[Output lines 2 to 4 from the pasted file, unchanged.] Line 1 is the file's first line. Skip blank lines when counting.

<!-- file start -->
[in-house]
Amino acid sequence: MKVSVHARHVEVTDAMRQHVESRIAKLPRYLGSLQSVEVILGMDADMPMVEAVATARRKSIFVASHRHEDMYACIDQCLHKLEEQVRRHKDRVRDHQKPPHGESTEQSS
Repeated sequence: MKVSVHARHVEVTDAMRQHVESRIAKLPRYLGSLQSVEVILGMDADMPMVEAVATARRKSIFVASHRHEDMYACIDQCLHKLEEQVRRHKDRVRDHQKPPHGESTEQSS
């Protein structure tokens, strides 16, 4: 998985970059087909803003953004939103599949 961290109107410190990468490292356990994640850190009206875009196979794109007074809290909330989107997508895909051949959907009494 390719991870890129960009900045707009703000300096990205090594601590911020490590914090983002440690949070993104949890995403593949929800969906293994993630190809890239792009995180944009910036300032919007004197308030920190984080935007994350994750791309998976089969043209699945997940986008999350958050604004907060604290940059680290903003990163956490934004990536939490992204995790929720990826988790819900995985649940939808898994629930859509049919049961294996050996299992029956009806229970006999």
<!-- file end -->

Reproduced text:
Amino acid sequence: MKVSVHARHVEVTDAMRQHVESRIAKLPRYLGSLQSVEVILGMDADMPMVEAVATARRKSIFVASHRHEDMYACIDQCLHKLEEQVRRHKDRVRDHQKPPHGESTEQSS
Repeated sequence: MKVSVHARHVEVTDAMRQHVESRIAKLPRYLGSLQSVEVILGMDADMPMVEAVATARRKSIFVASHRHEDMYACIDQCLHKLEEQVRRHKDRVRDHQKPPHGESTEQSS
């Protein structure tokens, strides 16, 4: 998985970059087909803003953004939103599949 961290109107410190990468490292356990994640850190009206875009196979794109007074809290909330989107997508895909051949959907009494 390719991870890129960009900045707009703000300096990205090594601590911020490590914090983002440690949070993104949890995403593949929800969906293994993630190809890239792009995180944009910036300032919007004197308030920190984080935007994350994750791309998976089969043209699945997940986008999350958050604004907060604290940059680290903003990163956490934004990536939490992204995790929720990826988790819900995985649940939808898994629930859509049919049961294996050996299992029956009806229970006999």